Home surveillance - why your housemate could be using a hidden camera to spy on you

19% of renters don’t trust their housemates, according to a national poll conducted on behalf of surveillance specialists Online Spy Shop. Further more, 42% of renters have lived with at least one person they didn't trust and 13% (126 out of 1,000) have conducted surveillance on their housemates. The study revealed alarmingly low levels of trust among housemates across the UK. Large cities with competitive rental markets fared the worst for distrust among housemates, suggesting those who have less choice about who they share a home with are more likely to end up living with people they don’t trust.

The study also revealed:

  • 42% of people who rent said they’ve had at least one housemate they didn’t trust

 

  • People in the London are least likely to trust housemates - 69% have had at least one housemate they didn’t trust

 

  • Followed by people in the North West - 61% have had at least one housemate they didn’t trust

 

  • Londoners are the least likely to move out of a home because of housemate distrust

 

  • But Londoners are most likely to conduct surveillance on untrusted housemates

 

  • Almost half of distrusting renters have bought a lock for their door

 

  • 30% have conducted some form of surveillance on their housemates

Why don't we trust our housemates?

Distrust_Reasons The most common reasons given for not trusting a housemate were (respondents could select multiple answers): Invasions of privacy - 79% Concerns about stealing food - 70% Using belongings without permission - 67% Unscrupulous behaviour outside of the home - 49% Suspected theft of belongings - 33%

Dealing with untrusted housemates

Hiding belongings - including food or money - was the most common way UK renters said they deal with housemate trust issues. 63% of those who’ve lived with someone they don’t trust admitted doing this. One respondent said they took to purchasing a mini fridge for their bedroom in order to keep checks on their food and alcohol.   Other ways of dealing with untrusted housemates:   47% say they purchased a lock for their bedroom 22% conducted improvised surveillance, for example by taking photographs of where they left their belongings to see if they’d moved. One respondent said they put flour on their carpet to see whether their door had been opened while they were out   8% have conducted digital surveillance, for example by setting up a webcam or spy camera in their room or around the home.   55% say they eventually moved out Measure_BarChart (1)

Housemate trust in London

The issues that result in people sharing homes with people they don’t trust appear to magnified in London. High competition for homes and the higher-than-average expense of moving out appears to be forcing London residents to endure unsuitable living arrangements for longer than the rest of the UK.   In fact, London residents are more likely than anyone else to share homes with people they don’t trust, but they are the least likely to move out  of that home.   House-sharers in East Anglia are the least likely to have a housemate they don’t trust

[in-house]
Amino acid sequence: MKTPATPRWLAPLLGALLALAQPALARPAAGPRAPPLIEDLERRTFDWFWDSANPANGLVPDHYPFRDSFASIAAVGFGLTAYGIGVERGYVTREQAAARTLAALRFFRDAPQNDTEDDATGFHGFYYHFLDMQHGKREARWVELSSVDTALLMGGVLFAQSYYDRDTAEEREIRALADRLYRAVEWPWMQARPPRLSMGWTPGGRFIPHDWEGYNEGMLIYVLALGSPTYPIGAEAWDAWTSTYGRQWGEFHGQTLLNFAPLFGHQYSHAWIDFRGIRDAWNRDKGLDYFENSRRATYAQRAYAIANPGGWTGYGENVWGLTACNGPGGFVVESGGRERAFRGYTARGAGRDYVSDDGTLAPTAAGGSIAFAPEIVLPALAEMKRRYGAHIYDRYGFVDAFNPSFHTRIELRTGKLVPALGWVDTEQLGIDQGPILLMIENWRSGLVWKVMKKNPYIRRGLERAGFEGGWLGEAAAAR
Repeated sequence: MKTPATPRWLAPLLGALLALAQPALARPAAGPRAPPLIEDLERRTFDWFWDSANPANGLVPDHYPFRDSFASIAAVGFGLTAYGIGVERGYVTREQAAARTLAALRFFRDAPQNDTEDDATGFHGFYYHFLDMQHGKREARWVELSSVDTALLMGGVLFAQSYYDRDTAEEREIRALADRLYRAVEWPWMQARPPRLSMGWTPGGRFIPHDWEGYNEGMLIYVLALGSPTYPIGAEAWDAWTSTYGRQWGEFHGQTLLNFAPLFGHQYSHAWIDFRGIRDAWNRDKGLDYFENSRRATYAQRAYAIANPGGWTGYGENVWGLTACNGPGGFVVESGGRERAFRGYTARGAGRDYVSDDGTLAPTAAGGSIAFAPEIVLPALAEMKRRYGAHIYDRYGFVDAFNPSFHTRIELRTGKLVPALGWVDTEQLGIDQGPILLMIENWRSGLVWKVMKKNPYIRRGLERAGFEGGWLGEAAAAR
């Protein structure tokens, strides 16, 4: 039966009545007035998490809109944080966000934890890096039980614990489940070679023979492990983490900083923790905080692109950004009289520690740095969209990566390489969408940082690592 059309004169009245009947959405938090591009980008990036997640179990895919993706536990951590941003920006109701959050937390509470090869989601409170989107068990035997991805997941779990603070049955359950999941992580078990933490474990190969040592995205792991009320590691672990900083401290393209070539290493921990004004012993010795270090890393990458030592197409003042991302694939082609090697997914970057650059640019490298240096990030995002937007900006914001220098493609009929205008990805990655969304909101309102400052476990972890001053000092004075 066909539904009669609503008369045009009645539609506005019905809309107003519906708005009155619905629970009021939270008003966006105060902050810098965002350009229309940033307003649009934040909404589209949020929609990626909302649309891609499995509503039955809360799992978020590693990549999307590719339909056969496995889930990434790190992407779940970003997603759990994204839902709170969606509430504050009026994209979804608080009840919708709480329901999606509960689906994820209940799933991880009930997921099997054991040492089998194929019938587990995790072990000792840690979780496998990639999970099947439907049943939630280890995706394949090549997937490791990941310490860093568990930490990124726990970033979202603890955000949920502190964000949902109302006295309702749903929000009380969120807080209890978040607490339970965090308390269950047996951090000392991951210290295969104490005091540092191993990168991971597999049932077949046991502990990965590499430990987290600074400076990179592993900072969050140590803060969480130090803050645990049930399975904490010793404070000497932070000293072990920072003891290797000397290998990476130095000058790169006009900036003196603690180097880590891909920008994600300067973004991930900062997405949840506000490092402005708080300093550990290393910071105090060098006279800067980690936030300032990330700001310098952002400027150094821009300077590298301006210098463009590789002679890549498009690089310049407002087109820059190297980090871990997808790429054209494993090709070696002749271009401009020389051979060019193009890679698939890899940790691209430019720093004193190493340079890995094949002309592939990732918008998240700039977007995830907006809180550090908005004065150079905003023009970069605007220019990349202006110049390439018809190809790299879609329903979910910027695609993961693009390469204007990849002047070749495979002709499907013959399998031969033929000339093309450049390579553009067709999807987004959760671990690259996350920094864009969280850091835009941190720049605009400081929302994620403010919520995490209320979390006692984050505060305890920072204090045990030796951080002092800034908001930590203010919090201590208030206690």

Area Percentage who’ve lived with at least one person they didn’t trust
London 68.70%
North West 60.91%
Wales 56.00%
West Midlands 55.56%
Yorkshire and the Humber 49.38%
South East 45.39%
Scotland 44.30%
Northern Ireland 31.25%
East Midlands 26.09%
South West 25.56%
North East 23.68%
East Anglia 13.48%

  Steve Roberts, the security consultant and founder of www.onlinespyshop.co.uk who commissioned the study, believes housemate distrust will increase as long as choice for renters is limited. He said: “In cities where rent is high, it’s often necessary to share a house rather than rent a one-bed apartment. This means that inevitably, people will be living with people they don’t know.   “That automatically increases the level of distrust among housemates. It’s not that people move into a house expecting their housemates to be untrustworthy, it’s just a natural response to sharing a home with unknown people. Hopefully over time trust grows, but as our study shows, it’s not always the case.   “My advice for anyone sharing a home is to assume your housemates are trustworthy until proven otherwise, but to take the sensible precautions you’d take in other shared spaces, such as hostels.   “Keep valuables out of site. This is sensible to protect against opportunistic burglars as well as shady housemates. Note down serial numbers of expensive items and don’t leave valuables lying about.   “If you do have reason not to trust your housemates or their friends, don’t make unfounded accusations as this can create stress and conflict. There are apps to turn your laptop or phone into an ad-hoc security camera for your room, or you could invest in a discreet camera to ensure people aren’t accessing your room without permission. If you get evidence of this happening, consider speaking to your landlord, the police or if it’s safe to do so, calmly confront your housemate. But don't set up surveillance in any area where your housemate has a reasonable expectation of privacy, such as common areas of the home.”